It is an extremely common occurrence when private companies go public by transferring portions of their ownership to purchasing parties by issuing equity or debt holdings to investors through an initial public offering (IPO). But the reverse scenario may also occur, where a public company transitions its ownership to private interests.
In such public-to-private market transactions, a group of investors purchases the majority of a public company’s outstanding stock shares, effectively making the company private by de-listing it from a public stock exchange. While companies may be privatized for a multitude of reasons, this event most often occurs when a company is substantially undervalued in the public market.
Making a public company private is a relatively simple maneuver that typically involves fewer regulatory hurdles than there are with private-to-public transitions. At its most fundamental basis, the private group makes an offer to the company and its shareholders, stipulating the price they are willing to pay for the company's shares. If a majority of the voting shareholders accept the offer, the bidder then pays the consenting shareholders the purchase price for every share they own.
For example, if a shareholder owns 100 shares and the buyer offers $26 per share, the shareholder nets a profit of $2,600 for relinquishing his position. This situation is usually favorable for shareholders because private bidders customarily offer a premium to the current market values of the shares.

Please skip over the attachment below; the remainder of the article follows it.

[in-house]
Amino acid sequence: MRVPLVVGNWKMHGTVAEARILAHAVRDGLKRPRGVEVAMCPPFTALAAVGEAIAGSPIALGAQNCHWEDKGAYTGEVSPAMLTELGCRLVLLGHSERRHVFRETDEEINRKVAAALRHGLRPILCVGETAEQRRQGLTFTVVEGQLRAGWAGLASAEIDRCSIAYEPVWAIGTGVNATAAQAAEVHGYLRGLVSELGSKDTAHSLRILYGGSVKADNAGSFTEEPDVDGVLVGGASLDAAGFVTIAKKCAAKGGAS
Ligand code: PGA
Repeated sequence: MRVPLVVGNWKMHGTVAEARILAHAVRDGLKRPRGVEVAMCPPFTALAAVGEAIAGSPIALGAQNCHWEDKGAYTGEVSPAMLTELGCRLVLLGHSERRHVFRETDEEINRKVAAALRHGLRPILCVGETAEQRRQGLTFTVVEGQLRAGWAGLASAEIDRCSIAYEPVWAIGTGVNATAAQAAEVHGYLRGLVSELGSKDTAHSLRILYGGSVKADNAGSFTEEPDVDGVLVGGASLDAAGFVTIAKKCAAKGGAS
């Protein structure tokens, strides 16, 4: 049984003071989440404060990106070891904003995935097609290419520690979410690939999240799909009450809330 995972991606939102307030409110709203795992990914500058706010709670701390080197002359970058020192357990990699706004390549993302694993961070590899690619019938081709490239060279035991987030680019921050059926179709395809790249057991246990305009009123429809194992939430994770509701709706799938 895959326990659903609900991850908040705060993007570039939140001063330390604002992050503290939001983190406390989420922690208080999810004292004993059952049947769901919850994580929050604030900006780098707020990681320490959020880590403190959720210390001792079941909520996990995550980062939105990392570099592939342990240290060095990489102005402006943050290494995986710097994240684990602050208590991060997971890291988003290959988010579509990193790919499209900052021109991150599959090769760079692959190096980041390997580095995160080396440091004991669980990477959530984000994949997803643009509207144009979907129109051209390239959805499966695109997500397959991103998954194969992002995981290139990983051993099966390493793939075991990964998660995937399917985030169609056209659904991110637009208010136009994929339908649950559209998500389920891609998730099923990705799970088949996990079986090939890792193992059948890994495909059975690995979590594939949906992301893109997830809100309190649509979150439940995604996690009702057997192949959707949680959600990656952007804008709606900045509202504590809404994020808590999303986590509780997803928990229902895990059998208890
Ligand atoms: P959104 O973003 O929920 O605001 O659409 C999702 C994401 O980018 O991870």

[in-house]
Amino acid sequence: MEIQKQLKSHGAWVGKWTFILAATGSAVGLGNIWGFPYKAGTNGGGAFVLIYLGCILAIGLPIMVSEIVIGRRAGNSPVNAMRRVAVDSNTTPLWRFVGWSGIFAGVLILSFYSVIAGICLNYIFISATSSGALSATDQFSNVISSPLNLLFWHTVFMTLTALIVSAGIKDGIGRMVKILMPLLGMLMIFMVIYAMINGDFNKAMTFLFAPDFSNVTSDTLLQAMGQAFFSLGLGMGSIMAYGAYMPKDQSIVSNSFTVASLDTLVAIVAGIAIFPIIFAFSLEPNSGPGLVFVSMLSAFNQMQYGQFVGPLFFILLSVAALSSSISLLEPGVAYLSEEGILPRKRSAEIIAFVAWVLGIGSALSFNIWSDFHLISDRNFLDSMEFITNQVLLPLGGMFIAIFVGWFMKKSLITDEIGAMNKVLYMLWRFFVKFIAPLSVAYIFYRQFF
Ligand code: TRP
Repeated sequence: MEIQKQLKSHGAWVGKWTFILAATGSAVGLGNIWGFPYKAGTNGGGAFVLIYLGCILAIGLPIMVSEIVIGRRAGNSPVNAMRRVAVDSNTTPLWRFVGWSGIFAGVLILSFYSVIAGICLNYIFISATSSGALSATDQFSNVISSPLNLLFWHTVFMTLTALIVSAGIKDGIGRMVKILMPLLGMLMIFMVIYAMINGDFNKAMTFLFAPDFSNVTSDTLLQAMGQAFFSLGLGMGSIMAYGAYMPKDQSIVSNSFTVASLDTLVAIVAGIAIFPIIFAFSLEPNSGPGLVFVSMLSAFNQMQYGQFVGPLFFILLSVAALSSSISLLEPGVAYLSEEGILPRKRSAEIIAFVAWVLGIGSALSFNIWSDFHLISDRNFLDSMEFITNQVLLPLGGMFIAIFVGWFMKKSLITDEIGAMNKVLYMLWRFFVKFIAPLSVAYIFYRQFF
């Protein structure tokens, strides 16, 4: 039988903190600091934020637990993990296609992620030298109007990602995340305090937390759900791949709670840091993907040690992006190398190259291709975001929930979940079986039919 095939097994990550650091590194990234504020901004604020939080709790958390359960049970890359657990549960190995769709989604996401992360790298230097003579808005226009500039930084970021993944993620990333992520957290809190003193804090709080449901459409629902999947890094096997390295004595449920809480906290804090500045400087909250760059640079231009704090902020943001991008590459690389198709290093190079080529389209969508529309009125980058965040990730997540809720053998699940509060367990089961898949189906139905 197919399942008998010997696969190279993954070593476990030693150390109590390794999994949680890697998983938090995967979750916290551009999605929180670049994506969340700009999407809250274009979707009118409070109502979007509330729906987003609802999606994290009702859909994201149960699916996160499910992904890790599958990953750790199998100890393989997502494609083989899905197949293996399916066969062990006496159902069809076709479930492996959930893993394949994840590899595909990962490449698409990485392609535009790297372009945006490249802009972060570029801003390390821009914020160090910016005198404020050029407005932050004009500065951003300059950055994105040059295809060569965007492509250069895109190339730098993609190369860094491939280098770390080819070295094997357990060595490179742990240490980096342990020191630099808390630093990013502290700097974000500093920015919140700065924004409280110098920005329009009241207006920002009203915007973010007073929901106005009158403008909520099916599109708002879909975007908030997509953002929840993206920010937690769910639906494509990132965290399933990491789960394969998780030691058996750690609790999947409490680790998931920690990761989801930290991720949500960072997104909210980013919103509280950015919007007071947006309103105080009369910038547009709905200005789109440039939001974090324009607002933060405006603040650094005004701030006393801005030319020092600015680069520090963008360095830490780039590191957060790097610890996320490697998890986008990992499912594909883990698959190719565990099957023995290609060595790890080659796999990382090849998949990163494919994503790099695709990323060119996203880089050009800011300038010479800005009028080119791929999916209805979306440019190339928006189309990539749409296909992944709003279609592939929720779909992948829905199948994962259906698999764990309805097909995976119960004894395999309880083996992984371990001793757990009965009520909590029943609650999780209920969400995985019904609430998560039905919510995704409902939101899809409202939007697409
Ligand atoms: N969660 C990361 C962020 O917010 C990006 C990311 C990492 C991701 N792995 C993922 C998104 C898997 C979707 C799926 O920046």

Many well-known companies have de-listed from a major stock exchange at various points in their existence, including Dell Inc., Panera Bread, Hilton Worldwide Holdings Inc., H.J. Heinz, and Burger King. Some companies de-list to go private, then come back to the market as public companies with another IPO.
Interest in Privatization
In some cases, the leadership of a public company will proactively attempt to take a company private, as was the case with Tesla (TSLA) founder and CEO Elon Musk. On August 7, 2018, Musk tweeted that he was considering taking the company private at $420 per share – a substantial boost from the stock’s then trading price. After his announcement, shares spiked more than 10 percent and trading was halted, following the ensuing news frenzy. In a letter to employees, Musk justified his intentions, with the following message:
"As a public company, we are subject to wild swings in our stock price that can be a major distraction for everyone working at Tesla, all of whom are shareholders. Being public also subjects us to the quarterly earnings cycle that puts enormous pressure on Tesla to make decisions that may be right for a given quarter, but not necessarily right for the long-term."
The Bottom Line
While large public companies going private does not occur nearly as often as private companies going public, examples exist throughout market history. In 2005, Toys "R" Us famously went private, when a purchasing group paid $26.75 per share to the company's shareholders. This was more than double the stock's $12.02 closing price on the New York Stock Exchange in January 2004. This example underlines that shareholders are indeed typically well compensated for relinquishing their shares to private concerns.